A two-day summit to unveil what China is portraying as the infrastructure project of the century concluded on May 15. The $1 trillion initiative is designed to vastly expand free trade in Africa, Asia and Europe. Realization of the plan will depend in part on the effectiveness of a newly minted development mechanism, known as the Asian Infrastructure Investment Bank (AIIB).
The summit, held outside the Chinese capital Beijing, celebrated the launch of China’s Belt and Road infrastructure vision. It brought together 30 world leaders, including Chinese President Xi Jinping, who expressed hope the project would promote growth and a new world order.
"It is our hope that via the Belt and Road initiative, we will unleash new economic forces for global growth, build new platforms for global development, and rebalance economic globalization,” Xi told summit attendees on May 15.
The financing needed to realize Belt and Road plans presents lots of challenges. Beijing will be looking to the AIIB, which began operations only in January 2016, to be a Belt and Road catalyst, including providing financing for projects in Central Asia.
Fifty-seven states are participating in the AIIB. China is the largest provider of start-up capital for the bank, injecting almost $30 billion, or roughly 32 percent of the bank’s overall funds. Beijing also controls almost 28 percent of the bank’s voting shares. Other major donors include India, which controls 8 percent of voting shares, and Russia, which has a 6 percent stake.
The United States and European Union have not joined the AIIB, but are closely monitoring its development. American and European finance officials have voiced concerns about potential overlap with existing institutions, including the World Bank, International Finance Corporation (IFC), European Bank for Reconstruction and Development (EBRD) and Asian Development Bank (ADB). Western officials have also wondered publicly whether the AIIB will adopt best practices in such areas as transparent procurement, environmental and social safeguards, and good governance.
Regional experts believe the reluctance of the United States, EU and others to give Beijing more of a say in the operations of existing financial institutions was a significant factor in prompting China to push for the creation of the AIIB.
The AIIB's stated aims are to invest in and attract other long-term financing for transportation, telecom and energy projects throughout Asia. To date, the AIIB has approved loans worth US$1.73 billion to support 13 projects in eight countries, including the former Soviet states of Azerbaijan and Tajikistan.
Tajikistan stands to benefit from a project to improve roads, including a route connecting Tajikistan and neighboring Uzbekistan. In June 2016, the AIIB approved a direct loan for $27.5 million, alongside $62.5 million from the EBRD, for an upgrade of a key 5-kilometer section of the motorway.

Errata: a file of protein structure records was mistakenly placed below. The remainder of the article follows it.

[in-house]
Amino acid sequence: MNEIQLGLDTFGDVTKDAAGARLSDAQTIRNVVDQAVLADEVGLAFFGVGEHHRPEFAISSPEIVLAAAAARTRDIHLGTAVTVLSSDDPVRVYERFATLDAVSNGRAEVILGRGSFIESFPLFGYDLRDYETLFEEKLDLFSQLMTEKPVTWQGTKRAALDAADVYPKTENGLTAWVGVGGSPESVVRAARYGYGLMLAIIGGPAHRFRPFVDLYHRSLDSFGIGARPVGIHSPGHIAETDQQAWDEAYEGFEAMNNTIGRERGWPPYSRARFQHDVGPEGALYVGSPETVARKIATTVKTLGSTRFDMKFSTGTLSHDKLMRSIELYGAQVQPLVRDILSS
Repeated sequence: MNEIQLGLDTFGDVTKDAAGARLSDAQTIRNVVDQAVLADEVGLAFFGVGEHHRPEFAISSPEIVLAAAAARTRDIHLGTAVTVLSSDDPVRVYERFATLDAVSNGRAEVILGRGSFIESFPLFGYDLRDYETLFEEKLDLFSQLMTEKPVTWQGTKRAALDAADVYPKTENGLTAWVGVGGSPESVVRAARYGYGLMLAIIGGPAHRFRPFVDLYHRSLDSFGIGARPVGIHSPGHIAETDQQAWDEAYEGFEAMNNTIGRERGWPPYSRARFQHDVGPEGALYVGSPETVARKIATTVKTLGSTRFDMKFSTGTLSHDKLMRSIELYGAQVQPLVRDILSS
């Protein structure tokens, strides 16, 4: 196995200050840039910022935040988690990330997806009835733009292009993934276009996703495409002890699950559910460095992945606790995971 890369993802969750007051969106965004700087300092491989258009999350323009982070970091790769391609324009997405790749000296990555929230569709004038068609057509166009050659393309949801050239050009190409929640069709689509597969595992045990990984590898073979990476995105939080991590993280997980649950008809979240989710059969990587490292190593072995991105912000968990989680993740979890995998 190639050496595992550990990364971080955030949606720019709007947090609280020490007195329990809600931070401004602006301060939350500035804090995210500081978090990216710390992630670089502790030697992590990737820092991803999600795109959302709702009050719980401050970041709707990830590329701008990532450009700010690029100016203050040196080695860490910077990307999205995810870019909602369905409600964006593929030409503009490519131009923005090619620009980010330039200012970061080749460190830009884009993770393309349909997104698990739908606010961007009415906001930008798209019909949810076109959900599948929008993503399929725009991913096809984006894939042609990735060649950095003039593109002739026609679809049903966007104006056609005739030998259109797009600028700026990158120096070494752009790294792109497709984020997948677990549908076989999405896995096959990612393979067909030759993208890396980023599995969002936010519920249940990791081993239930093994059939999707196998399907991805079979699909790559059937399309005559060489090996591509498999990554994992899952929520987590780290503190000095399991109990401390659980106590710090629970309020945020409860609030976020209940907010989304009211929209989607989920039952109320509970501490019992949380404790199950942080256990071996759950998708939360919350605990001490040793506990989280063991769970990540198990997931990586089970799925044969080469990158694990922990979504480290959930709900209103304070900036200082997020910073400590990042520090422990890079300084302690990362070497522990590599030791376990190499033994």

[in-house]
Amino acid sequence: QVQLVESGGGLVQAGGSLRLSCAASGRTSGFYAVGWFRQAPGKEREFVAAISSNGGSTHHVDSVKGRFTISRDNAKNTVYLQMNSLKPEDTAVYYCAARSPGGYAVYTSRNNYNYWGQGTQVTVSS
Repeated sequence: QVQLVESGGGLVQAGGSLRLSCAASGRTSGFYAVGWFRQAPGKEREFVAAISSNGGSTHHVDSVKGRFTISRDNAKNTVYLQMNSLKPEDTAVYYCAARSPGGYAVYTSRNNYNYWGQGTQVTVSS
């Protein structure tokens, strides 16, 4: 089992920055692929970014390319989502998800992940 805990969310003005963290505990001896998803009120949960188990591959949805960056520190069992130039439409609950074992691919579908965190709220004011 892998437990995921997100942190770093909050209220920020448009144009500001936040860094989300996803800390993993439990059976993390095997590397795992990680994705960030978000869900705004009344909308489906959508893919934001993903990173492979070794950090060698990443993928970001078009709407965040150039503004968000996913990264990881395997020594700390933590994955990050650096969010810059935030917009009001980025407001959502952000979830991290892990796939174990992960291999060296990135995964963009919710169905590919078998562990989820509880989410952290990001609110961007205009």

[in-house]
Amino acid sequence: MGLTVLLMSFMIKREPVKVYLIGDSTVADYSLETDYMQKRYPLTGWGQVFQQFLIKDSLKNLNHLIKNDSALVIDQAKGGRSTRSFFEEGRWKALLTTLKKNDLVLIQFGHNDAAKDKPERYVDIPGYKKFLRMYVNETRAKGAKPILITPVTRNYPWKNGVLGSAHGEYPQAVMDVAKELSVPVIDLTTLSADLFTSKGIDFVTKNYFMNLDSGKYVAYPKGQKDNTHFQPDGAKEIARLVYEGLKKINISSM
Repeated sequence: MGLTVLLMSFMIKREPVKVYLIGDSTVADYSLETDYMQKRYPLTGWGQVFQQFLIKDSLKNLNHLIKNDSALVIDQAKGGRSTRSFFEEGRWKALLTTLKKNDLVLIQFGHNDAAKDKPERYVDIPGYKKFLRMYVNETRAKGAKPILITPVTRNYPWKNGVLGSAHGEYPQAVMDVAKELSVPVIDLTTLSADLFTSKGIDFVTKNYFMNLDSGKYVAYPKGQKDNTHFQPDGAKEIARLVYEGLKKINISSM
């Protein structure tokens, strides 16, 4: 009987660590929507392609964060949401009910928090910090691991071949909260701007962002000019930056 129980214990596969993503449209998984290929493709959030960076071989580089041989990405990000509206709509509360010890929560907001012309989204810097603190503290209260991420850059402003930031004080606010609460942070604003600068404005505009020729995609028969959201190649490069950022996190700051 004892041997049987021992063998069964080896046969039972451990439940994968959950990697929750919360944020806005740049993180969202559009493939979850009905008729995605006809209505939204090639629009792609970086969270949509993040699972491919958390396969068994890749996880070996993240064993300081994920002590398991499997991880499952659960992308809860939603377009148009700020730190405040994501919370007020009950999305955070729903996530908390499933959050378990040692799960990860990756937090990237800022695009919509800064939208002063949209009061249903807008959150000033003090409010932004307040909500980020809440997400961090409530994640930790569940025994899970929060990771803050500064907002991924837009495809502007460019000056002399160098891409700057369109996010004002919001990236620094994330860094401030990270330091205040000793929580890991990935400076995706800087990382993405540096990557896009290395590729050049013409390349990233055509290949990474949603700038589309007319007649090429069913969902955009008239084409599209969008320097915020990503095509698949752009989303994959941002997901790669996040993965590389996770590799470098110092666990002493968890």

Beijing also shares a border with Tajikistan, and has in recent years extended credits to Dushanbe for roads, tunnels and power infrastructure. The AIIB-financed highway project stands to improve China’s access to Central Asian markets, allowing for a freer flow of Chinese-made goods and products.
The AIIB’s participation in the overall financing is small, a factor that will limit any geopolitical influence from Beijing. Nonetheless, the project could create a template for further road and highway projects throughout the region.
In Azerbaijan, the AIIB has invested $600 million in the $8.6 billion Trans-Anatolian Natural Gas Pipeline (TANAP) project, a key component in the Southern Gas Corridor. Once complete, the pipeline is expected to transport natural gas extracted from the Shah Deniz 2 field across Turkey and on to Europe, thus improving “the energy supply security of Turkey and South Eastern Europe.”
While China will not benefit directly from TANAP, the project could again create a blueprint for project financing and implementation that could be replicated for future initiatives involving pipeline construction to connect the Caspian Basin to China.
With its proposed capitalization of $100 billion, and an initial target of $4-5 billion in annual lending, the AIIB is a relatively small player in comparison to China’s largest policy lenders, China Development Bank and the Export-Import Bank of China. Nevertheless, the AIIB has an important role to play in the Belt and Road project. Beijing is keen to gain geopolitical and geoeconomic influence through the creation of additional institutions, including the AIIB, the New Development Bank and the Silk Road Fund.
Gary Sands is a Senior Analyst at Wikistrat, a crowdsourced consultancy, and a Director at Highway West Capital Advisors, a venture capital, project finance and political risk advisory. He has contributed commentaries to US News and World Report, Newsweek, Washington Times, The Diplomat, The National Interest, International Policy Digest, Asia Times, Eurasia Review, Indo-Pacific Review, the South China Morning Post, Global Times and China Digital Times.